Biomimicry has been successfully applied in many instances to obtain novel applications from natural mechanisms. Desiccation tolerance has been observed in several biological settings other than plant seed maturation. So called “resurrection plants” (Selaginella and Myrothamnus), Tardigrade (Echiniscoides sigimunde), and brine shrimps (Artemia) are all capable of withstanding extended periods of anhydrobiosis. Although in these cases it has been suggested that the sugar trehalose, behaving as a water replacement molecule, is responsible for desiccation tolerance (Clegg 1986; Crowe et al 1987, 1992), it is sucrose which forms the most abundant sugar in higher order plant seeds and which has been postulated to perform the same function in this setting.

The relative proportions of desiccation protective saccharides found in seeds vary, with the non-reducing disaccharide e.g. sucrose, and oligosaccharides e.g. raffinose, stachyose, verbascose, melezitose, forming differing portions of the total dry weight of the seed. Many compounds are produced and laid down in the maturing seed which play a role in desiccation tolerance of the seed (including galactosyl cyclitols and late embryogenesis abundant proteins (LEAs)). The relative concentrations of these additional compounds also vary between seeds of different origins.

Compounds frequently observed to accumulate in developing seeds include disaccharides such as sucrose and trehalose, trisaccharides such as umbelliferose, along with oligosaccharides such as raffinose, stachyose, verbascose or melezitose and galactosyl cyclitols. Additionally, LEAs, which comprise a complex set of robust hydrophilic proteins (Galau et al 1986) accumulate in the latter stages of seed maturation and have been associated with acquisition of desiccation tolerance prior to maturation drying in orthodox seeds (Bewley and Oliver 1992; Kermode 1997).

The accumulation of non-reducing sugars, particularly those of the raffinose series (Koster and Leopold 1988; Leprince et a/1990; Blackman et a/1992) and/or galactosyl cyclitols (Horbowicz and Obendorf 1994; Obendorf 1997) has been implicated in desiccation tolerance.

During the process of seed maturation, sucrose, in the presence of oligosaccharides is prevented from crystallisation and has a role in the desiccation tolerance of some seeds and pollens (e.g. Leopold and Vertucci 1986; Crowe et al 1987, 1992; Hoekstra and van Roekel 1988; Hoekstra et a/1991).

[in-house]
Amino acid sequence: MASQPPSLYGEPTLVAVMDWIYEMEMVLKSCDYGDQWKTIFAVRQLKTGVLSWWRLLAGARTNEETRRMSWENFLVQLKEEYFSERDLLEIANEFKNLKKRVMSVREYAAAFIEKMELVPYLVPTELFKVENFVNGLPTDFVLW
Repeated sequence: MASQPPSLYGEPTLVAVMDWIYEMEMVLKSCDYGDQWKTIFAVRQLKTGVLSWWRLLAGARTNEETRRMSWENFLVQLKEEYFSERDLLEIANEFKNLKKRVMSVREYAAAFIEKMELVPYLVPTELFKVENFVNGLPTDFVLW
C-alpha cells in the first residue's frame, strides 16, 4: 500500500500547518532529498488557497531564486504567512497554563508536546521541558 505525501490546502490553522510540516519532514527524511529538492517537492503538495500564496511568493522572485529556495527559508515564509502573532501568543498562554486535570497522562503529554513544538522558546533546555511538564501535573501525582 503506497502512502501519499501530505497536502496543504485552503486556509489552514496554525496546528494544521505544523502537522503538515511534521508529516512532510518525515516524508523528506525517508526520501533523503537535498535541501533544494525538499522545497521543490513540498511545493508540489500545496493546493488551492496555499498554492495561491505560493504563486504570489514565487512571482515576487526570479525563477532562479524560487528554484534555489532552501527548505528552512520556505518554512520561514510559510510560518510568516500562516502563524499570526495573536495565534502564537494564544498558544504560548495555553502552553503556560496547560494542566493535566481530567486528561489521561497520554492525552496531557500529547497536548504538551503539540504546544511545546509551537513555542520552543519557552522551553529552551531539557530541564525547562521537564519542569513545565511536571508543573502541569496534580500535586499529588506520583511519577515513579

Two explanations have been proposed for the protective effects afforded by the various compounds. The first, the so-called “water replacement hypothesis” (Clegg 1986; Crowe et al 1992) suggests that the compounds displace water from, amongst other things, membrane surfaces, hence maintaining the lipid bi-layer.

The second explanation involves aqueous phase vitrification which generates what is commonly termed the “glassy state” (Koster and Leopold 1988; Williams and Leopold 1989; Koster 1991; Leopold et a/1994; Obendorf 1997). This mechanism is based on the observation that upon loss of water, sucrose and associated oligosaccharides (or galactosyl cyclitols) form high viscosity, amorphous super saturated solutions. Even at extremely low temperatures, a glass phase does not freeze and can be melted into a liquid phase without cellular injury simply by the addition of water (Bruni 1989). Due to the high viscosity of the glass, compounds trapped within it are held in a form of “stasis”, where chemical reactions and degradative processes proceed at negligible rates (Koster 1994). It has been suggested that within the seed, the glasses themselves do not confer desiccation tolerance per se, but contribute to the stability of the seed components in the dry state (Leopold et al 1994). Glass formation is a common characteristic of desiccation tolerant tissues.

Other compounds are implicated in desiccation tolerance (and tolerance to thermal variation). An important class of compounds, the late embryogenesis abundant proteins (LEAs), are expressed to high levels in mature seeds, and disappear shortly after germination (Galau et al 1991), suggesting an important role in desiccation tolerance (Wolkers et al 1995). Many of these proteins have been isolated and many are hydrophilic and highly charged.

Notwithstanding these observations, prior art methods of preserving biological components still suffer from the problem that they are unable to preserve the biological components in a biologically active form for extended periods of time at higher temperatures (e.g. above 4° C.). This is particularly a problem for the transport of, for example, live vaccines in circumstances where refrigeration is not available.